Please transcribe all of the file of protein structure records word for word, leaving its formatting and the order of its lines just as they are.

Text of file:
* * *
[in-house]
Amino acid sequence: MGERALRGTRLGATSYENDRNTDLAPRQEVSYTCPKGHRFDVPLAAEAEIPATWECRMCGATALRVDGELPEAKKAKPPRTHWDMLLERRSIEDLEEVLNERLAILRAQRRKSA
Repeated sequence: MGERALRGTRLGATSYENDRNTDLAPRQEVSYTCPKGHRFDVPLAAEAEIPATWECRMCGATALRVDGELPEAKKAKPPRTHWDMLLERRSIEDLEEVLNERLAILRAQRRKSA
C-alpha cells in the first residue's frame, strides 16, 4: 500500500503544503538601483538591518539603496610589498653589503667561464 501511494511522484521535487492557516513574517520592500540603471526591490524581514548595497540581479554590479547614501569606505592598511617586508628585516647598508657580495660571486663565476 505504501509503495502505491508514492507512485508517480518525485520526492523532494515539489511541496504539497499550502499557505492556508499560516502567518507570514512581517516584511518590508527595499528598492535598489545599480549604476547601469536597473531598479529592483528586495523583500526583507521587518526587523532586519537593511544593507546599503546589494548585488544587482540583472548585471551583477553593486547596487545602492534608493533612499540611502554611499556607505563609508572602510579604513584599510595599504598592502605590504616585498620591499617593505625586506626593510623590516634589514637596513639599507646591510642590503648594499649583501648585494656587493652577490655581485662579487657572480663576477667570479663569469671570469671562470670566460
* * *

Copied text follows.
[in-house]
Amino acid sequence: MGERALRGTRLGATSYENDRNTDLAPRQEVSYTCPKGHRFDVPLAAEAEIPATWECRMCGATALRVDGELPEAKKAKPPRTHWDMLLERRSIEDLEEVLNERLAILRAQRRKSA
Repeated sequence: MGERALRGTRLGATSYENDRNTDLAPRQEVSYTCPKGHRFDVPLAAEAEIPATWECRMCGATALRVDGELPEAKKAKPPRTHWDMLLERRSIEDLEEVLNERLAILRAQRRKSA
C-alpha cells in the first residue's frame, strides 16, 4: 500500500503544503538601483538591518539603496610589498653589503667561464 501511494511522484521535487492557516513574517520592500540603471526591490524581514548595497540581479554590479547614501569606505592598511617586508628585516647598508657580495660571486663565476 505504501509503495502505491508514492507512485508517480518525485520526492523532494515539489511541496504539497499550502499557505492556508499560516502567518507570514512581517516584511518590508527595499528598492535598489545599480549604476547601469536597473531598479529592483528586495523583500526583507521587518526587523532586519537593511544593507546599503546589494548585488544587482540583472548585471551583477553593486547596487545602492534608493533612499540611502554611499556607505563609508572602510579604513584599510595599504598592502605590504616585498620591499617593505625586506626593510623590516634589514637596513639599507646591510642590503648594499649583501648585494656587493652577490655581485662579487657572480663576477667570479663569469671570469671562470670566460